Digital-first has become one of those expressions. Thrown around like confetti, it’s easy to tune it out as just the latest de-rigeur phrase for business people wanting to look in-touch.
It is, in fact, nothing of the sort. It’s a fundamentally important mindset for modern business leaders, and a critical principle when undertaking any type of innovation or business transformation.
What does it really mean?
Simply put, digital-first means approaching any new opportunity, or problem, with the assumption that the solution should be as digital as possible.
Fundamentally, this is very simple:
- Imagine as much of the service that you are creating as possible being used by customers in digital form.
- Imagine as much of the service as possible being powered by underlying digital platforms.
In our work at Wilson Fletcher, we’ve developed three ‘lenses’ (new technologies, new business models and changing human behaviours) that we use as our digital-first thinking and design tools. They’re stimuli that can be used to help frame an innovation in a digital-first way.
Anyone can apply a version of the same principles by using ‘like’. For example, “what would this service be like if it charged customers like Uber does?” or “what would a profiling and targeting engine like Netflix’s allow us to do?”. It’s a remarkably simple and useful way to think about things differently.
Why is it so important?
I’ll outline just three of the many benefits: in my view these are enough to make the value of a digital-first approach unarguable.
1: Commercial potential.
Digital services can reach customers anywhere on earth and can scale faster to serve enormous numbers of them than any other approach can possibly hope to. The more digital a service can be, the greater its potential to generate revenue from larger numbers of customers — with a cost base that does not scale linearly with customer growth.
2: Customer appeal.
We live digital lives and make space in those lives quickly for high-value new digital experiences. The vast majority of people actively choose the most digital experience they can in the services they use (Exhibit A: online banking). The more digital an experience you give them (assuming that it’s a good one), the more likely they are to adopt it.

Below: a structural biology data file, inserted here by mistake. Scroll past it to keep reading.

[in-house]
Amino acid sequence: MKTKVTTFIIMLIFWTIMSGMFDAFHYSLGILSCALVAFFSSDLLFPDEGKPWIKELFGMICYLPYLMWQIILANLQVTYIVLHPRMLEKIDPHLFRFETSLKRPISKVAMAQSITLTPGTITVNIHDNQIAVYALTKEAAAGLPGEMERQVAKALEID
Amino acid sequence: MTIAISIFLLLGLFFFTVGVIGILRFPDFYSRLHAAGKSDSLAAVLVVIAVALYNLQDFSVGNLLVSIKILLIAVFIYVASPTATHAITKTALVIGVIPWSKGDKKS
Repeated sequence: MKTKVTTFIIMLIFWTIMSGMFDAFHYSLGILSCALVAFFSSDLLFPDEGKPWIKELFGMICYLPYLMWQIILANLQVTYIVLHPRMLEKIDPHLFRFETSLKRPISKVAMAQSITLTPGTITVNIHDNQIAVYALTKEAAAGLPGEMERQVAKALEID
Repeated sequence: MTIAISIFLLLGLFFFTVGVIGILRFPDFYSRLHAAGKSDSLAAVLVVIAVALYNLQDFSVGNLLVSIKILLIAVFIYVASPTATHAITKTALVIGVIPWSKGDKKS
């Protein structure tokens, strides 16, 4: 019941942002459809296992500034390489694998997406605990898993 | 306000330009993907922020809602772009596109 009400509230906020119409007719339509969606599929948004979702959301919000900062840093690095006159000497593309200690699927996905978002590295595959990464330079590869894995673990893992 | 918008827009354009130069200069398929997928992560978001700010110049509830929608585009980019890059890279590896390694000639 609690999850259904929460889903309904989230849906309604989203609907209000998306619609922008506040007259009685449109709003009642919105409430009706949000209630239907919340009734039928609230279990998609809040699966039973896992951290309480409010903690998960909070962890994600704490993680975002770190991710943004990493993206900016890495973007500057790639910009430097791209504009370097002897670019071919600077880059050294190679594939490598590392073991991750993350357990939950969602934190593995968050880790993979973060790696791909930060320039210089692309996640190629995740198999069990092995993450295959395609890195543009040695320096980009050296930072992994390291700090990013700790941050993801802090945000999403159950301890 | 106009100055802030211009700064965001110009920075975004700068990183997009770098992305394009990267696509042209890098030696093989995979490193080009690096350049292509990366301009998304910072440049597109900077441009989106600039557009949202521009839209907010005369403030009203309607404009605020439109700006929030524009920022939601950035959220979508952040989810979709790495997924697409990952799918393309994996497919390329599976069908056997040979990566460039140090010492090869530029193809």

New technologies are emerging daily that enable ever more sophisticated ways to perform a myriad of tasks. The more your service is designed as a digital experience, the easier you can leverage those new capabilities — and improve your service — as they emerge.
I’m going to cheat and add one more, as I think it’s one of the aspects of digital-first thinking that’s most often overlooked.
4: Unexpected outcomes.
Thinking digital-first leads to all sorts of unexpected ideas and opportunities emerging; most of which would never have been identified otherwise. That’s incredible fuel for further innovation.
Let’s explore an example to illustrate how this plays out in practice: the design of a new airport.
Airports are predominantly physical experiences. They are basically enormous buildings full of signage, systems and stress. Numerou digital services (airport and airline apps in particular) have been created to support this physical experience, with limited impact on the overall experience.
A summary of today’s experience might be…
After an inevitably stressful journey to the airport, consumers are deposited into massive buildings where they have to follow endless directional signage, hunt for critical flight information on information boards, and endure long queues to pass through security and identity checks.